One dressed up in goofy costumes to make her students smile.
Another was a psychologist who saw generations of students through their parents' divorces, personal troubles and difficult days.
Dawn Hochsprung, the principal of Sandy Hook Elementary School, and Mary Sherlach, a school psychologist, were among the six adult victims of the mass shooting on Friday, educators gunned down alongside the children they cared for as if they were their own.
Authorities did not release an official list of the victims' names, but the other four were believed to include school staff members.
The unimaginable loss of 20 children consumed much of the nation on Friday. But in Newtown, Connecticut, a tight-knit community of about 25,000 bonded by its schools, a profound, personal ache was felt also for the school staff members killed.
Sherlach, 56, was remembered for her many years of helping students cope with problems that they were unprepared to handle.
And Hochsprung, 47, was mourned as a creative and dedicated educator who had quickly won over children and adults alike.
"I'm not surprised she gave her life in this fashion, trying to protect her students," said Gerald Stomski, first selectman of Woodbury, Connecticut, who knew Hochsprung.
Grief-stricken Sandy Hook parents spoke of the elementary school as if it were part of their own home, a haven of support for children and their families.
That environment was fostered by Hochsprung, who began her job there in 2010 but had used that time to tamp down any nervousness children felt approaching the proverbial "principal's office." Before taking the job at Sandy Hook, she had worked at other schools in Connecticut.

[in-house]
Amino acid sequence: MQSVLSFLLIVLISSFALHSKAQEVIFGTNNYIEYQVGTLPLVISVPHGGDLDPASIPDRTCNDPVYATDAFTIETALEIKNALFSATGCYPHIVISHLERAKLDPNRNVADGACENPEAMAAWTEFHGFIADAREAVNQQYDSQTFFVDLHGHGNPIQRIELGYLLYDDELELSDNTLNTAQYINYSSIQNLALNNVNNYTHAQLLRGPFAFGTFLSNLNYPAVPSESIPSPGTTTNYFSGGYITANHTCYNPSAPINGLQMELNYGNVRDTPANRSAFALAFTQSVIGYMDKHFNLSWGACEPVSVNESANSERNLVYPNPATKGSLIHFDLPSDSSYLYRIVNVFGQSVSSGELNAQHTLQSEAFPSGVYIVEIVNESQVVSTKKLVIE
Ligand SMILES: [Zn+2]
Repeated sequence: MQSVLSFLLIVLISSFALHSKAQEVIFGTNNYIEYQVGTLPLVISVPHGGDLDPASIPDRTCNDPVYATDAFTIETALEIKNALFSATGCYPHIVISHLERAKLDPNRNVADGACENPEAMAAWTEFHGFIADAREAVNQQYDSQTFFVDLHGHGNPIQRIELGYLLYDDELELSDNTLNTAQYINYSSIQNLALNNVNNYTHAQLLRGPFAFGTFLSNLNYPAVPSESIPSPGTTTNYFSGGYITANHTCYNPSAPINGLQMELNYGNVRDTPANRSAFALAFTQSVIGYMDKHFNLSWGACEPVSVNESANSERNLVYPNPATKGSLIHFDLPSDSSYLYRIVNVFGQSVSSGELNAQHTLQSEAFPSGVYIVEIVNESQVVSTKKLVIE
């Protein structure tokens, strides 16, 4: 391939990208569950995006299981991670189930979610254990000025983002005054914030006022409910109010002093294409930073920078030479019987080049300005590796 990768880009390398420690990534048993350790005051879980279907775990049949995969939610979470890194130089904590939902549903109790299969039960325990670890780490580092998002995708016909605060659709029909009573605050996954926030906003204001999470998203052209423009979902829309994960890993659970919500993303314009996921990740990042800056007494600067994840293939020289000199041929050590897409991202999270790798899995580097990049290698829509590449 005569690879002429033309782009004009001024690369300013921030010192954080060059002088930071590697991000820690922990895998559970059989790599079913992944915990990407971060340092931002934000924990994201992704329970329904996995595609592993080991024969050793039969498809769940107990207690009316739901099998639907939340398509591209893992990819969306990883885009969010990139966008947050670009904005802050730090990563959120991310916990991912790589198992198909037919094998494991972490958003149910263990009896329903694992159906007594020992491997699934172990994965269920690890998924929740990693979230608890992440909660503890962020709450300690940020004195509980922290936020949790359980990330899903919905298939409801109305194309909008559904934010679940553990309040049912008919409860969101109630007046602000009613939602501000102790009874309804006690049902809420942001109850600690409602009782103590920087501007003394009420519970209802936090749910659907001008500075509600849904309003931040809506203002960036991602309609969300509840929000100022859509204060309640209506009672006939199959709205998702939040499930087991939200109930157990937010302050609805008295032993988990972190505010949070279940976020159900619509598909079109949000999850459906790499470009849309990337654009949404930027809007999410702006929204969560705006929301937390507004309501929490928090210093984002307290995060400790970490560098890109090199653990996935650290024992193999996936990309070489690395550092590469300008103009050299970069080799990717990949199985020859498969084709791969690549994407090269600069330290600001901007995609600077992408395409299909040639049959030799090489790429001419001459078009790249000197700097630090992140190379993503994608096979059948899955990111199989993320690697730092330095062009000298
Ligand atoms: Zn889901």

"She was not the kind of principal I remembered as a kid," said Diane Licata, the mother of a first-grader and a second-grader at the school. "She really reached out to the students and made them feel comfortable with her. She definitely took that extra step."
Hochsprung organized festive days she called Wacky Wednesdays, when students were encouraged to wear goofy clothes that did not match. She had students dress up as their favourite storybook characters, and she was known for dressing up herself.
She was no distant authority figure. Licata said her young children, who often skimped on details of their day, regularly came home with stories of what Hochsprung had done that day.
But for all the levity, Hochsprung also took education very seriously. She was the one distributing long articles to colleagues about policy debates in Washington and highlighting news from the latest speech by Arne Duncan, the secretary of education.
She was also unusually tech-savvy. She kept an active Twitter feed documenting the school - "In a fourth grade classroom right now," she wrote in a recent message. She said she was impressed "by the calibre of instruction and by students' deep thinking!"
Hochsprung believed that many students today engaged better with electronic screens than with blackboards, and she made sure her teachers had iPads in the classroom. Then, she organized "Appy Hour" sessions to discuss the most useful teaching apps.
If Hochsprung was a relative new face in the school, Sherlach was a fixture, a reliable ally for generations of children in need of counsel.
"When somebody had a personal tragedy in their lives that affected their children, then Mary would be a part of trying to help them come up with a solution for that child," said Lillian Bittman, former chairwoman of the Newtown Board of Education whose three children graduated from Sandy Hook Elementary.
As night fell on Friday, mourners streamed in and out of Sherlach's home in Trumbull.
"They're in shock," said a neighbour, who declined to give his name. "I don't think their true feelings have come out yet."
© 2012, The New York Times News Service